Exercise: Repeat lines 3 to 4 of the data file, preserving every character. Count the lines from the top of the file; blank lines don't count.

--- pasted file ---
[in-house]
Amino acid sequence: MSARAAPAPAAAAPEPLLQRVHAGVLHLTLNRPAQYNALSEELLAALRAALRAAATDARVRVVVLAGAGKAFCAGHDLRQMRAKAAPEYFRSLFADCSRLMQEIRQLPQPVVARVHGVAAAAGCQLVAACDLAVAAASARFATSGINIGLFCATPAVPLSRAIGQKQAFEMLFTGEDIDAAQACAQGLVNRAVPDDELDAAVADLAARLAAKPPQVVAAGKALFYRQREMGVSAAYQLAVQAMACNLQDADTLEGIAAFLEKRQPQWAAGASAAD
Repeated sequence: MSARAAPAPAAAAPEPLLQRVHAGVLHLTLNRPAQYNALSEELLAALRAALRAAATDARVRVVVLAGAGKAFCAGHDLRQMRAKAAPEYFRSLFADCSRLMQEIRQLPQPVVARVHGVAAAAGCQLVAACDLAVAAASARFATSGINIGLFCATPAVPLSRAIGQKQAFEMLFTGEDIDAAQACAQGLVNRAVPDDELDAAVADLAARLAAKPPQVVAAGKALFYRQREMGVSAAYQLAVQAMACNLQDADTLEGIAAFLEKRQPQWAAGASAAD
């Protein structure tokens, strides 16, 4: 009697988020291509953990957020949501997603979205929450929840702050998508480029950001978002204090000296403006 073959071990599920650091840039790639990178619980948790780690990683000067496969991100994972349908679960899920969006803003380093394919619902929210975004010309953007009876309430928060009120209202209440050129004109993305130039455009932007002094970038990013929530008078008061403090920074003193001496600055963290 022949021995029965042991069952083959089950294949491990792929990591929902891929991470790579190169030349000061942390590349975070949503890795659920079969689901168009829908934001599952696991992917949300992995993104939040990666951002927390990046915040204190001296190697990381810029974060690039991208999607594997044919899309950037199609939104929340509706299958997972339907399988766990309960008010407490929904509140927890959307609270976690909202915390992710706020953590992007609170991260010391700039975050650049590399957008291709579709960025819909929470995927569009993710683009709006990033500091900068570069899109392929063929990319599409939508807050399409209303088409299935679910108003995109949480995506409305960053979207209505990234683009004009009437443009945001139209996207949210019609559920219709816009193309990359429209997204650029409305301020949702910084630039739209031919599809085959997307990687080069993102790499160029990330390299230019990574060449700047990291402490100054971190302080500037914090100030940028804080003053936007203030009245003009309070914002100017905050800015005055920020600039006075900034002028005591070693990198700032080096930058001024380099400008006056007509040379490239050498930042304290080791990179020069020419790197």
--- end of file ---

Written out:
Repeated sequence: MSARAAPAPAAAAPEPLLQRVHAGVLHLTLNRPAQYNALSEELLAALRAALRAAATDARVRVVVLAGAGKAFCAGHDLRQMRAKAAPEYFRSLFADCSRLMQEIRQLPQPVVARVHGVAAAAGCQLVAACDLAVAAASARFATSGINIGLFCATPAVPLSRAIGQKQAFEMLFTGEDIDAAQACAQGLVNRAVPDDELDAAVADLAARLAAKPPQVVAAGKALFYRQREMGVSAAYQLAVQAMACNLQDADTLEGIAAFLEKRQPQWAAGASAAD
């Protein structure tokens, strides 16, 4: 009697988020291509953990957020949501997603979205929450929840702050998508480029950001978002204090000296403006 073959071990599920650091840039790639990178619980948790780690990683000067496969991100994972349908679960899920969006803003380093394919619902929210975004010309953007009876309430928060009120209202209440050129004109993305130039455009932007002094970038990013929530008078008061403090920074003193001496600055963290 022949021995029965042991069952083959089950294949491990792929990591929902891929991470790579190169030349000061942390590349975070949503890795659920079969689901168009829908934001599952696991992917949300992995993104939040990666951002927390990046915040204190001296190697990381810029974060690039991208999607594997044919899309950037199609939104929340509706299958997972339907399988766990309960008010407490929904509140927890959307609270976690909202915390992710706020953590992007609170991260010391700039975050650049590399957008291709579709960025819909929470995927569009993710683009709006990033500091900068570069899109392929063929990319599409939508807050399409209303088409299935679910108003995109949480995506409305960053979207209505990234683009004009009437443009945001139209996207949210019609559920219709816009193309990359429209997204650029409305301020949702910084630039739209031919599809085959997307990687080069993102790499160029990330390299230019990574060449700047990291402490100054971190302080500037914090100030940028804080003053936007203030009245003009309070914002100017905050800015005055920020600039006075900034002028005591070693990198700032080096930058001024380099400008006056007509040379490239050498930042304290080791990179020069020419790197």